An increased number of accidents was observed in women on Tuesdays and in men on Saturdays. As 50% of men in our study showed signs of alcohol intoxication and 36% of all male patients suffered from head/neck injuries under alcohol influence, we consider that our peak on Saturdays is consistent with the following studies: Puljula et al26 reported that alcohol-related head trauma in men occurred predominantly on Saturdays.27 In a study by O’Farrell et al21 most male alcohol intoxication patients presented to the ED on weekends. Furthermore, we identified a higher number of accidents in men between 6pm and midnight. A peak incidence at night has also been reported for fatal alcohol-related traffic accidents (77% at night, 22% during the day).28,29
The lower extremities and the head were the most frequently injured regions. Most injuries in women involved the lower extremities and in men the head or neck. We interpret our high proportion of head and neck injuries in men as being associated with alcohol intake, for the following reasons. We found a high proportion of men under alcohol influence (50%) and calculated that the risk for head trauma under alcohol intoxication was much higher than that for other types of trauma under alcohol intoxication (73% versus ≤ 30%). Savola et al30 also reported a strong preponderance of head injuries over other injury types in alcoholically intoxicated patients.
Soft tissue injuries were the major injury type, followed by fractures or dislocations and craniocerebral injuries. The majority of head injuries in our patients, however, were soft tissue injuries. We believe that these injuries are correlated with the escalator design.31
In our study, almost half of all patients were in need of hospital admission, of whom 55% stayed longer than 24 hours. We had fewer outpatients (56%) than O’Neil et al13 (92%) or Murphy and Moore9 (84%), possibly because many patients used our short stay unit (stay < 24 hours). These patients may not have been immediately discharged due to alcohol intoxication or their distance from home. Our study did not cover cost or length of stay.
This analysis is based on records from a single trauma center and may not be representative on a national level. Furthermore, data were retrieved from the narrative section of patient reports. This information may be poorly formulated, so that there may be gaps in the data or misinterpreted data.
Escalator-related accidents can cause significant medical consequences. Even though most patients suffered soft tissue injuries, many suffered severe injuries, injuries to multiple body parts, or had to be admitted to the hospital or undergo surgery. There were even 2 fatalities.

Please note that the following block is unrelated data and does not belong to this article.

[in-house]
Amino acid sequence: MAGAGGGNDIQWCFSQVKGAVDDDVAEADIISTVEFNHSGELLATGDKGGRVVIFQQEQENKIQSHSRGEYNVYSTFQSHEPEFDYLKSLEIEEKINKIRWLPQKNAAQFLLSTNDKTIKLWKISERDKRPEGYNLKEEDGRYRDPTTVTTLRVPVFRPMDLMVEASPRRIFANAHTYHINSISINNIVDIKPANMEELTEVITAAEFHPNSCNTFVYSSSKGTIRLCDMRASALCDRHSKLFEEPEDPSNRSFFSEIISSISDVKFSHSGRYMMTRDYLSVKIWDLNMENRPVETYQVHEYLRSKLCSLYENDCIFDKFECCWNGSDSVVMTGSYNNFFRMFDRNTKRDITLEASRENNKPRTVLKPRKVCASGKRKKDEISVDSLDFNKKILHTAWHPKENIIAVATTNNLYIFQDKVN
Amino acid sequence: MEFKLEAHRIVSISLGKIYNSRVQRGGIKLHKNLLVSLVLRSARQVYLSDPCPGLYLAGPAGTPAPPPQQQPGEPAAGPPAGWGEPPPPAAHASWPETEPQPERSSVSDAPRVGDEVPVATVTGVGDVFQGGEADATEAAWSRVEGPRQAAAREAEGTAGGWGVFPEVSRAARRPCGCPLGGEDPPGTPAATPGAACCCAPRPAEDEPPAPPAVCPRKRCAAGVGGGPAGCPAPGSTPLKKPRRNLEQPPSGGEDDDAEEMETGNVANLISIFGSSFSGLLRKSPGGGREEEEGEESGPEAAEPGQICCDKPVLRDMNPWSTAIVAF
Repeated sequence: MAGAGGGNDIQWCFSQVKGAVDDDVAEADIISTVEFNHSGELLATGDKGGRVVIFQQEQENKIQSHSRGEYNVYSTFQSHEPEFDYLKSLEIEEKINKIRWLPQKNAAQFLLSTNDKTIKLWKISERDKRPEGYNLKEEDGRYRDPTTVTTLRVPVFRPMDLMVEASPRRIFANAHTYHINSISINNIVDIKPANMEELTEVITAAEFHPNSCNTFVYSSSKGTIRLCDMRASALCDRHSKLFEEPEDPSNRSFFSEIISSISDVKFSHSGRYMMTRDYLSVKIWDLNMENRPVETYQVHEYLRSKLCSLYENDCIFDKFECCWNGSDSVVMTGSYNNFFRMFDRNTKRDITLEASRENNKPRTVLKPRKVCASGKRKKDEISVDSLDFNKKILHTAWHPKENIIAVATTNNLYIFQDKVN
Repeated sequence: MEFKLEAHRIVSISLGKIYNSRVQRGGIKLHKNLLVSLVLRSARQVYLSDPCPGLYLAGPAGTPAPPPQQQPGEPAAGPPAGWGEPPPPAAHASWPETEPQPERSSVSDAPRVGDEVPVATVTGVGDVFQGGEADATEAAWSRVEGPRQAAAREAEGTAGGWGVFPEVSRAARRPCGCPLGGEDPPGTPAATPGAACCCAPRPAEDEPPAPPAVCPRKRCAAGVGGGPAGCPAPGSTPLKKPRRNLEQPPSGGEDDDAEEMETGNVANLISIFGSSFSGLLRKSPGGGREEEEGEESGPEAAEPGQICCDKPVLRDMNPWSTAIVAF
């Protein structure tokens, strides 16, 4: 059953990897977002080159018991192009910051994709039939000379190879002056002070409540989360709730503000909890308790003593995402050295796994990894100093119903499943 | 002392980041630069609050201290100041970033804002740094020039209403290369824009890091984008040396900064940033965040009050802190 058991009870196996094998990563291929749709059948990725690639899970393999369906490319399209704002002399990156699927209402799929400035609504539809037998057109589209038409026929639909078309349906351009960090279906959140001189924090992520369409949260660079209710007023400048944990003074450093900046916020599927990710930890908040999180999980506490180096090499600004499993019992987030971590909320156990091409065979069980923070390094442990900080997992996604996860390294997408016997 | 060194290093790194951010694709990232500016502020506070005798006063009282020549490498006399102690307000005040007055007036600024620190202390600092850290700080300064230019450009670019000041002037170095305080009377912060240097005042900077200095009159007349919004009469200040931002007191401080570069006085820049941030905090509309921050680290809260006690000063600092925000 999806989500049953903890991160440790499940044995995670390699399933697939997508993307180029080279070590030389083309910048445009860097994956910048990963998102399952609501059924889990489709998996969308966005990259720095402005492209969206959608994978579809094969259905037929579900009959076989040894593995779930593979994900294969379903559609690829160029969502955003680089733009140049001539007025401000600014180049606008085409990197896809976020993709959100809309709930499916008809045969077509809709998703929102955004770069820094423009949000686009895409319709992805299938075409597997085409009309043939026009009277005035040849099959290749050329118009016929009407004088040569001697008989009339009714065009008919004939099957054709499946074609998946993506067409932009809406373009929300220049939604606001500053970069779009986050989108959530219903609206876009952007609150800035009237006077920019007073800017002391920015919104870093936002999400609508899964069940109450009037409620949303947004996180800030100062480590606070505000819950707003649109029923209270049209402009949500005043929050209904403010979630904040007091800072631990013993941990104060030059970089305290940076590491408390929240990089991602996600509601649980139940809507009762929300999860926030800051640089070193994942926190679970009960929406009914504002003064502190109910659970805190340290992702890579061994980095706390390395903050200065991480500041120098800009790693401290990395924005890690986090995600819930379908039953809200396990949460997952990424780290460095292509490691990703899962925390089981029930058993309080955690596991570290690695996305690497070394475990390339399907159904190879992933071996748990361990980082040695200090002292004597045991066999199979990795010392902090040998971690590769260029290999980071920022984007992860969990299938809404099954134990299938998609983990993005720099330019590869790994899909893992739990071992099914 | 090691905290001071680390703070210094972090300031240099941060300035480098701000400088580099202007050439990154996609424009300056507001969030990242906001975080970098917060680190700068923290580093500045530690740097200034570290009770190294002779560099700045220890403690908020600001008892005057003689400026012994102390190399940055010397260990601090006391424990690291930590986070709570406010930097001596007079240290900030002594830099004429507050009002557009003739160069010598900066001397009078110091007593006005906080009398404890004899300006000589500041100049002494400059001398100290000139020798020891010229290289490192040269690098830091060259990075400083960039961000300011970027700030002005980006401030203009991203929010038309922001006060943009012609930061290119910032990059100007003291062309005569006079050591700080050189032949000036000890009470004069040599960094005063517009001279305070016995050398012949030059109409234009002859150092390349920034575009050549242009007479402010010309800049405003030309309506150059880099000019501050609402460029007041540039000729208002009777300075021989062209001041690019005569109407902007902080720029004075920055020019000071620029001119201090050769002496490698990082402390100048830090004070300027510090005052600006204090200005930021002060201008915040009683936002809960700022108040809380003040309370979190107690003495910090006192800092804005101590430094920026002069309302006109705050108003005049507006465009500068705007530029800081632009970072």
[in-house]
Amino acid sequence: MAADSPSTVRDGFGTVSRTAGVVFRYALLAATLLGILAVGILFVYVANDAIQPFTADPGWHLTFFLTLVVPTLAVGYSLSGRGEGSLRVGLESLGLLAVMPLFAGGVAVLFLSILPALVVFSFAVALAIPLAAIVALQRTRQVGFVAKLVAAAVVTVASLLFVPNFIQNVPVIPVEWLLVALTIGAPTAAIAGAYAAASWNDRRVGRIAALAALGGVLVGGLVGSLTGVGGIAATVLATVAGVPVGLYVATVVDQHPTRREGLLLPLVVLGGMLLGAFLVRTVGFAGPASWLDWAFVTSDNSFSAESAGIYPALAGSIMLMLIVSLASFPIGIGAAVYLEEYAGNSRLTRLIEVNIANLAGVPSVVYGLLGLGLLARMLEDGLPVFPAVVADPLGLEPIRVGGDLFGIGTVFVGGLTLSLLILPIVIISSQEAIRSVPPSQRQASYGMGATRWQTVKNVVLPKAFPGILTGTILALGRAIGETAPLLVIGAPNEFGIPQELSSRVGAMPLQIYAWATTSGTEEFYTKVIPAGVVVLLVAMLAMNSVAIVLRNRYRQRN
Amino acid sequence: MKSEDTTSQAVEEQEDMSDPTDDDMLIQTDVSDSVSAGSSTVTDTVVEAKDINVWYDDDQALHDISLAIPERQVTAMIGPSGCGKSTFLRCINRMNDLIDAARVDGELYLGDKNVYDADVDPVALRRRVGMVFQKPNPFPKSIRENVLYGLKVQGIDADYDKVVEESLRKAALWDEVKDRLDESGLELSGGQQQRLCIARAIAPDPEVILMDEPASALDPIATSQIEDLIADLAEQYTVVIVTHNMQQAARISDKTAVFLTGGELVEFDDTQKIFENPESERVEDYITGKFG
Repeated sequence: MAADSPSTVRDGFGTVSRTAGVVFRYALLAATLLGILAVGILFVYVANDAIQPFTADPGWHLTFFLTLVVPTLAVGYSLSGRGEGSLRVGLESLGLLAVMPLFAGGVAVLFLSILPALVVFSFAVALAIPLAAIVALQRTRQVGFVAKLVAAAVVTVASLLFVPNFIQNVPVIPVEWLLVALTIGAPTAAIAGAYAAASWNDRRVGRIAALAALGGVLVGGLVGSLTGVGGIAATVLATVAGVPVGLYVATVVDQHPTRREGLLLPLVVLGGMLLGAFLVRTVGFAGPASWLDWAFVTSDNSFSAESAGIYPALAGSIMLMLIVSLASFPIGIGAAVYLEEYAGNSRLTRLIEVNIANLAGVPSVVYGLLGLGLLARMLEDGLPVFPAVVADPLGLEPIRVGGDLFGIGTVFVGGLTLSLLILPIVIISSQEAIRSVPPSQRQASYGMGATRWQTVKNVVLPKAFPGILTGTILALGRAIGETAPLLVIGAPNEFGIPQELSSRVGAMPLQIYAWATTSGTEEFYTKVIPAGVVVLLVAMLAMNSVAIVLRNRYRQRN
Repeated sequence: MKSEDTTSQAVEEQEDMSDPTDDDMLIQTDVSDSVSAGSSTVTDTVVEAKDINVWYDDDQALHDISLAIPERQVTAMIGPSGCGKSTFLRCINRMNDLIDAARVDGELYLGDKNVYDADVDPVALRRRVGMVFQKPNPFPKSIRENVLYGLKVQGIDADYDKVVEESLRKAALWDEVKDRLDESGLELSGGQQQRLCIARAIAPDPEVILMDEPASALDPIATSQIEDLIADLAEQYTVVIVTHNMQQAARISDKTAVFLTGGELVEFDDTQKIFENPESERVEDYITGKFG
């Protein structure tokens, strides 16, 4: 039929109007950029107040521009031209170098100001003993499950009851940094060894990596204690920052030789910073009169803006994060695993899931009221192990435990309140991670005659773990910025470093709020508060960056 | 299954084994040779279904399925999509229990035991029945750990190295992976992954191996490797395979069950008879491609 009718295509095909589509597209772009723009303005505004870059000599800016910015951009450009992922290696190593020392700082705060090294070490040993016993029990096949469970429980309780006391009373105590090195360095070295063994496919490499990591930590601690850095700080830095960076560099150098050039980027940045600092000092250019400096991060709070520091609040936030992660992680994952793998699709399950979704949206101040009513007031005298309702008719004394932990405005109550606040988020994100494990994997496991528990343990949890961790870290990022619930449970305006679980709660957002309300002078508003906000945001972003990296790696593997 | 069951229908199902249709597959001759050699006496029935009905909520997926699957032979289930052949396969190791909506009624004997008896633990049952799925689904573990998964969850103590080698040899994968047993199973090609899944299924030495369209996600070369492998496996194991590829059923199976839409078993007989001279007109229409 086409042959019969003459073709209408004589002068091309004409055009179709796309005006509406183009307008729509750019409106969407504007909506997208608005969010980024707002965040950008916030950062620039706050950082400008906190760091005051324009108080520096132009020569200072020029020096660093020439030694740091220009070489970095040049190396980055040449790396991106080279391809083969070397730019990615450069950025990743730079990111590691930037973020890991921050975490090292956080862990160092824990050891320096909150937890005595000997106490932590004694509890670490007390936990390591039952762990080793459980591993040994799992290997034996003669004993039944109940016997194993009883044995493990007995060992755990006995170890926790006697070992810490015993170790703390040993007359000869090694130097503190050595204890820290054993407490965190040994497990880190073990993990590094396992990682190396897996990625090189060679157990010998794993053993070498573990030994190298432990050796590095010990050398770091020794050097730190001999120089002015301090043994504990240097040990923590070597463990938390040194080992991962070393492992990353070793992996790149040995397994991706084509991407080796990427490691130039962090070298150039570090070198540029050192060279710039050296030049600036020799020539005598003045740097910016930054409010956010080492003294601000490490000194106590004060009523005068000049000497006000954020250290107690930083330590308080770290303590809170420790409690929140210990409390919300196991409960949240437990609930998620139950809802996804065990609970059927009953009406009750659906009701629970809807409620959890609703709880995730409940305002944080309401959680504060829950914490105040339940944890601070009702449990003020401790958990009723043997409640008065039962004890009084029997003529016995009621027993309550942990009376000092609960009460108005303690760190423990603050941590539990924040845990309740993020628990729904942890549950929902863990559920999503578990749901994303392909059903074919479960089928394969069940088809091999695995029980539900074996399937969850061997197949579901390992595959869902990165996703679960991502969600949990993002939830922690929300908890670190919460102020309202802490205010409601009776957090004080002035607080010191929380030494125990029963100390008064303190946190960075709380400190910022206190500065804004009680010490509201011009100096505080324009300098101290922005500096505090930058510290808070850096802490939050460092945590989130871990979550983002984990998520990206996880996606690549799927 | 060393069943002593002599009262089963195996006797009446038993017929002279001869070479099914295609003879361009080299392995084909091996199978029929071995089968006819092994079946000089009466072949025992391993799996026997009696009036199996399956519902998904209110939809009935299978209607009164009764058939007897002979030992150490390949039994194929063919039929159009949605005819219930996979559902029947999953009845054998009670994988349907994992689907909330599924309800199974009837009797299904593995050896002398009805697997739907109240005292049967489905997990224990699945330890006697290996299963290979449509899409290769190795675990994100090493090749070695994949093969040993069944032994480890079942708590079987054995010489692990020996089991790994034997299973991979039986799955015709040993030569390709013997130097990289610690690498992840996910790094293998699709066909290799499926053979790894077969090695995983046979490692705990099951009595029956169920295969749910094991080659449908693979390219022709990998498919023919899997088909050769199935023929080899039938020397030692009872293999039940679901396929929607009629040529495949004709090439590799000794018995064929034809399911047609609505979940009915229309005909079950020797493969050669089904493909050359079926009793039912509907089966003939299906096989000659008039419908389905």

The identification of risk factors or groups at risk might support the development of preventive measures. Age and alcohol intoxication were the major risk factors identified. Furthermore, we found significant gender differences for the risk factors age and alcohol intoxication, as well as for the time of accident and injury location. Consequently, 2 risk groups were identified: Elderly women and men < 60 under the influence of alcohol. The risk factor of age may increase with the aging of the population; perhaps courses for elderly passengers might be introduced in the correct use of escalators. The risk factor of alcohol intoxication might be addressed by limiting escalator use for those under the influence of alcohol, with punishment if this was disregarded.
Our study is a retrospective analysis with a patient sample from 1 Swiss Level I trauma center. In order to better characterize the emerging public health risk of escalator use, additional information would be desirable – ideally from a prospective study for the whole of Switzerland.
Supervising Section Editor: Bharath Chakravarthy, MD, MPH
Submission history: Submitted March 11, 2012; Revision received August 27, 2012; Accepted December 5, 2012
Full text available through open access at http://escholarship.org/uc/uciem_westjem
Address for Correspondence: Dimitrios S. Evangelopoulos, MD, PhD, Department of Emergency Medicine, Inselspital, University of Bern, Bern, Switzerland. Email: email@example.com.
Conflicts of Interest: By the WestJEM article submission agreement, all authors are required to disclose all affiliations, funding sources and financial or management relationships that could be perceived as potential sources of bias. The authors disclosed none.